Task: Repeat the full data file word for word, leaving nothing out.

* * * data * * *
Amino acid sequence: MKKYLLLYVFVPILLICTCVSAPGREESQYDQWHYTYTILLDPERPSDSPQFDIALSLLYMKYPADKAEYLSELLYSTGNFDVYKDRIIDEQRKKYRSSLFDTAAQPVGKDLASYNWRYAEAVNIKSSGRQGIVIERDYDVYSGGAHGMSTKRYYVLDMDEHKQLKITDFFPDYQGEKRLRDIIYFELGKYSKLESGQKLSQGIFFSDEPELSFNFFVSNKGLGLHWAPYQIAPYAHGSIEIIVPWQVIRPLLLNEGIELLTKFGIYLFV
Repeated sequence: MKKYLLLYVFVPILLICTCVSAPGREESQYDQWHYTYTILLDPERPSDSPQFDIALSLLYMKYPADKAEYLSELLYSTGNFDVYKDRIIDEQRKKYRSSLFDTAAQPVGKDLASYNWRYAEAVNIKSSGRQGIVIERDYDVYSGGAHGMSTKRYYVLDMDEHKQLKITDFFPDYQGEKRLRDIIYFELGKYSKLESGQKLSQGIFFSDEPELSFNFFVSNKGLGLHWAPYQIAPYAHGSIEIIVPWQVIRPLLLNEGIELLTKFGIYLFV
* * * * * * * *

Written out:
Amino acid sequence: MKKYLLLYVFVPILLICTCVSAPGREESQYDQWHYTYTILLDPERPSDSPQFDIALSLLYMKYPADKAEYLSELLYSTGNFDVYKDRIIDEQRKKYRSSLFDTAAQPVGKDLASYNWRYAEAVNIKSSGRQGIVIERDYDVYSGGAHGMSTKRYYVLDMDEHKQLKITDFFPDYQGEKRLRDIIYFELGKYSKLESGQKLSQGIFFSDEPELSFNFFVSNKGLGLHWAPYQIAPYAHGSIEIIVPWQVIRPLLLNEGIELLTKFGIYLFV
Repeated sequence: MKKYLLLYVFVPILLICTCVSAPGREESQYDQWHYTYTILLDPERPSDSPQFDIALSLLYMKYPADKAEYLSELLYSTGNFDVYKDRIIDEQRKKYRSSLFDTAAQPVGKDLASYNWRYAEAVNIKSSGRQGIVIERDYDVYSGGAHGMSTKRYYVLDMDEHKQLKITDFFPDYQGEKRLRDIIYFELGKYSKLESGQKLSQGIFFSDEPELSFNFFVSNKGLGLHWAPYQIAPYAHGSIEIIVPWQVIRPLLLNEGIELLTKFGIYLFV